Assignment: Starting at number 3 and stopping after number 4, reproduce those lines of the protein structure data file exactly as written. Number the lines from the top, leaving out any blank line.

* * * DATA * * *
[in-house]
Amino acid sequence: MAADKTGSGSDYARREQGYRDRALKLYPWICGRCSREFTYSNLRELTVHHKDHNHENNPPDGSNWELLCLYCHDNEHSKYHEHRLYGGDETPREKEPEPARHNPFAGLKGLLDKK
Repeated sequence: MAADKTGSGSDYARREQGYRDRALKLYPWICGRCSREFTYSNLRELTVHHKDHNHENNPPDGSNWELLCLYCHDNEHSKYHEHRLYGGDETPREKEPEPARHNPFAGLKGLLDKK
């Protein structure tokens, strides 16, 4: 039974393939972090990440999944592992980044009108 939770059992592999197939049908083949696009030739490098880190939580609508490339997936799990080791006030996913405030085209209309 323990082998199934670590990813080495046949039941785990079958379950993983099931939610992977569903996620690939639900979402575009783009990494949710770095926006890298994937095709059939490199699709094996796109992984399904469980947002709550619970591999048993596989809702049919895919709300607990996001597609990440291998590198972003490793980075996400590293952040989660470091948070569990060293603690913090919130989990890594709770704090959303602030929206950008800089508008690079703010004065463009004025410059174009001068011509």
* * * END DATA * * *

Repeated sequence: MAADKTGSGSDYARREQGYRDRALKLYPWICGRCSREFTYSNLRELTVHHKDHNHENNPPDGSNWELLCLYCHDNEHSKYHEHRLYGGDETPREKEPEPARHNPFAGLKGLLDKK
């Protein structure tokens, strides 16, 4: 039974393939972090990440999944592992980044009108 939770059992592999197939049908083949696009030739490098880190939580609508490339997936799990080791006030996913405030085209209309 323990082998199934670590990813080495046949039941785990079958379950993983099931939610992977569903996620690939639900979402575009783009990494949710770095926006890298994937095709059939490199699709094996796109992984399904469980947002709550619970591999048993596989809702049919895919709300607990996001597609990440291998590198972003490793980075996400590293952040989660470091948070569990060293603690913090919130989990890594709770704090959303602030929206950008800089508008690079703010004065463009004025410059174009001068011509």